What’s Your Residential Real Estate Investment Exit Strategy?

Contributing Writer, B2R Finance | Real Estate Investment

By Kerry Curry, Contributing Writer

It’s a great time to be a residential real estate investor: Rents are on the rise and return on investment is robust in many markets.

Even in a “hot market”, there are multiple reasons why a residential real estate investor may want an exit strategy. Exiting your residential property investments may boil down to a desire to tap your equity in real estate to pay for college, fund your retirement, pay off bills or invest in something else.

“My exit strategy is determined before I purchase the property,” says John Agostinelli, a residential real estate investor and the owner of Agostinelli Realty Group, based in the Boston area. “I invest money where there will be an appropriate return on investment and then I sell it expeditiously once the project is done,” says Agostinelli who does some fix-and-flip investing.

“Study your market and whether it is a good time to sell,” suggests Barbara Rossberg. Rossberg is an asset manager and real estate broker in Orange County, Southern California, who represents real estate investors, including retirees who have multiple properties. “It also depends on the investor and what their goals are — short-term and long-term.”

If you plan to exit your residential property holdings, there are a number of things to consider:

  1. Look at options to lessen your tax burden. If you are open to investing in another property, a 1031 exchange is an option. The swap of one investment property for another may allow an investor to defer the recognition of capital gains upon sale, essentially deferring the taxes due. But there are other options to defer taxes and leave a legacy for your children as well, says Rossberg. Be sure to consult a tax specialist for more information on how your taxes will be affected by a property sale.
  2. If you are going to sell, decide how. You can hire a real estate professional to market your properties or sell the property yourself. You may want to focus on selling to another investor, or you may want to market to a broader range of buyers including owner-occupants. You may even want to consider auctioning your property if you need to liquidate quickly. “Typically, if the property is in good and financeable condition, you’ll get more from an end-user buyer than you will from a real estate investor who is looking to make a profit,” Agostinelli says.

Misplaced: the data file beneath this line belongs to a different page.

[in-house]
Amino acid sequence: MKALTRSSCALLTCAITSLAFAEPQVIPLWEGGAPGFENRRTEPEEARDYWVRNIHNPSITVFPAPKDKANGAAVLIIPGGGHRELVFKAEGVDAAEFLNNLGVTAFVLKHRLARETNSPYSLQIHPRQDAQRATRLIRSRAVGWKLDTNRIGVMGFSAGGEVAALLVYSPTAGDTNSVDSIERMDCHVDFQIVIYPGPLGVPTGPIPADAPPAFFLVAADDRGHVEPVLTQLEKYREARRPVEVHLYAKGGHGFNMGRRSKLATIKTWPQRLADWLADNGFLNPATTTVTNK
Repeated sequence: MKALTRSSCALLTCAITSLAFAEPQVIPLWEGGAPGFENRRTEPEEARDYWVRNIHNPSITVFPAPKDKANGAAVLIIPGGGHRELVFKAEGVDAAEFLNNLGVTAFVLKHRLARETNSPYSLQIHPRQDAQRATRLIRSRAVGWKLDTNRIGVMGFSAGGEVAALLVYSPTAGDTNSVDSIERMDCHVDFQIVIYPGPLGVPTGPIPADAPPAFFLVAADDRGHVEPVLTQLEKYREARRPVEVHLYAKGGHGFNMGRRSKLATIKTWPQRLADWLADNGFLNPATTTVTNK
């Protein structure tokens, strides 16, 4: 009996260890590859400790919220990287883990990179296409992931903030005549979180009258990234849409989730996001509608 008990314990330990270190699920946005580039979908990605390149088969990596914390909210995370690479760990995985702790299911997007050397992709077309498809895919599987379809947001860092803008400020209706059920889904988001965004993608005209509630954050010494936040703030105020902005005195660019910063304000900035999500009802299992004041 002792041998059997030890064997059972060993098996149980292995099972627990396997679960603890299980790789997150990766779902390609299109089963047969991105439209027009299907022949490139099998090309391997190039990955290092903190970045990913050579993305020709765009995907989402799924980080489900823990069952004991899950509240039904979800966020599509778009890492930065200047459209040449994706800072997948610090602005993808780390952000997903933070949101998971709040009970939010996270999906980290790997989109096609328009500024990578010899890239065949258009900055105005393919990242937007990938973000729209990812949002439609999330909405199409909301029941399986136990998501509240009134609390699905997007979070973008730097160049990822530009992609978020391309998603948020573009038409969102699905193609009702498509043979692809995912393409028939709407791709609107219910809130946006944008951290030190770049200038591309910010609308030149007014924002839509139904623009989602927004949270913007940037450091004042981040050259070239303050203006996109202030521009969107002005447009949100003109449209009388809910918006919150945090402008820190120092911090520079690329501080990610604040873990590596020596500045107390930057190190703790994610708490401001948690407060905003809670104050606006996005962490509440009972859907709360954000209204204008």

3. Prepare your properties. A property in move-in condition with the latest upgrades will sell for a higher price than one that needs considerable work. Properties that have been used for years as rentals will often have a “worn” appearance that will affect the sales price if they aren’t renovated, said Agostinelli. Agostinelli said he would treat a long-term rental property being prepared for sale in the same way he would a fix-and-flip: Replace or refinish heavily worn flooring, upgrade appliances, replace countertops and add curb appeal. Rossberg said investors should also make sure to clean the property and do necessary repairs before listing. Marketing is also important, she said. “Know your area and how to market the property to the targeted buyer profile. Know what is valuable — the schools and parks. Be aware of those kinds of things.” Investors may need to decide whether the cost of the renovations will allow the investor to recoup their renovation investment plus a return. If they start to do repairs and then run into serious issues, it may be best to offer a reduction in price to an investor to move the property, she said. “If I had $10,000 in repairs and could get $15,000 more in the purchase price, then it would make sense. Even if the repairs don’t return 1.5 percent on cost to cure, if the repairs will improve marketability and decrease time on the market, it may be advisable, especially if you are trying to sell in an off season time-frame,” Rossberg said.

Conclusions

When investing, it’s always smart to think ahead. Know what you want to accomplish with your residential real estate investments. That means exploring exit strategies and what will work best to meet your investing goals.

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